Securing the Maritime Domain in the Red Sea
Since the brutal Hamas-led massacre of over 1,300 innocent Israeli citizens on October 7, 2023, Houthi rebels based in Yemen have increased their attacks on Israeli and U.S. ships in the Red Sea. A statement issued by the Iranian-backed rebels indicated that they would continue to target Israeli ships and interests until Israel’s “aggression against Gaza stops.” The rebels further warned that “any military units providing protection to Israeli ships” would be considered legitimate targets. A maritime security warning for ships operating in the Red Sea was issued by the International Maritime Security Construct in response to these threats.
This post reviews recent maritime incidents involving attacks on commercial shipping and U.S. warships in the Red Sea and discusses the United States’ response to those incidents.
On October 19, USS Carney (DDG 64) intercepted three missiles and 15 unmanned aerial vehicles (drones) in international airspace over the Red Sea. The missiles and drones were shot down with SM-2 surface-to-air missiles as they headed north along the Red Sea. Although U.S. authorities subsequently determined that the projectiles were probably not aimed at the U.S. destroyer, or any other U.S. asset in the area, they were likely launched to attack targets in Israel. The U.S. action was purportedly based on the right of collective self-defense (UN Charter, art. 51). A statement by the Pentagon indicated that the “action was a demonstration of the integrated air and missile defense architecture that we built in the Middle East and that we are prepared to utilize whenever necessary to protect our partners and our interests in this important region.”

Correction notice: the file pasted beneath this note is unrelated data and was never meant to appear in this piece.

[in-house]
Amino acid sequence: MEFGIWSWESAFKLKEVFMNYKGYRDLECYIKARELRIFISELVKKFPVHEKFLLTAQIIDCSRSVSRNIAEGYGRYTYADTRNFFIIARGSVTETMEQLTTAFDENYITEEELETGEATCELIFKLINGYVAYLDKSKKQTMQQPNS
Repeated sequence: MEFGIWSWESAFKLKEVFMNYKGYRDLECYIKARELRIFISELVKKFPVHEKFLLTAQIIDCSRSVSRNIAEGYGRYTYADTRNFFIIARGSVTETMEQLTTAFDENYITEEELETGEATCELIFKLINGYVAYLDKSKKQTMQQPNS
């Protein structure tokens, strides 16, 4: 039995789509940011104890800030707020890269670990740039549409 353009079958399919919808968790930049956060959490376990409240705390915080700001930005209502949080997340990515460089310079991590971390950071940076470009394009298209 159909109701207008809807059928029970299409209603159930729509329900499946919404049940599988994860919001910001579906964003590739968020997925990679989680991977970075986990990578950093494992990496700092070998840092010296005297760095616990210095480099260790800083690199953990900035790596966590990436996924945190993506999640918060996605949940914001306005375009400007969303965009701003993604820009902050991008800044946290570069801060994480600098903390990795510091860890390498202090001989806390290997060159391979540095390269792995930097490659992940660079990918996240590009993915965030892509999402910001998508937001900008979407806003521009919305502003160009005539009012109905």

Less than a month later, USS Hudner (DDG 116) shot down a drone over the Red Sea in international airspace that had been launched from Yemen and was headed for the U.S. warship. Hudner engaged the drone in self-defense “to ensure the safety of U.S. personnel.” A week later, Hudner destroyed several more “one-way attack drones” over the Red Sea that were launched from Houthi-controlled areas in Yemen.
Undeterred by the presence of U.S. naval forces, Houthi rebels conducted a helicopter assault on the Bahamian-flagged M/V Galaxy Leader while it was transiting the Red Sea on November 19. The British-owned, Japanese-operated (NYK line) vehicle carrier was empty at the time of the assault. The British owners are associated with Ray Car Carriers, a company founded by a rich Israeli businessman. The ship and its 25-member crew are still being held hostage in Yemen following the piratical attack. Japan condemned the act of piracy as “a flagrant violation of international law” and demanded the immediate release of the ship and crew. A week later, a suspected Iranian Shahed-136 drone attacked the Israeli-owned M/V CMA CGM Symi in the Indian Ocean. The Maltese-flagged container ship suffered minor damage, but there were no injuries to the crew.
A second piratical attack occurred on November 26 when an armed group of men seized the M/V Central Park about 35 miles off the coast of Yemen. USS Mason (DDG 87) responded to the tanker’s distress call and demanded that the pirates release the Liberian-flagged ship and its 22 crew members. The pirates released the tanker and the U.S. warship apprehended them when they attempted to flee the scene. Initial reports indicate that the five attackers were from Somalia, although Somali pirates are not known to operate in this area. After the attack, two ballistic missiles purportedly fired by Houthi-rebels impacted about ten nautical miles from the U.S. destroyer. The tanker is operated by the London-based Zodiac Maritime, which is a subsidiary of the Israeli Zodiac Group. The Yemeni government denounced attack as an act of piracy.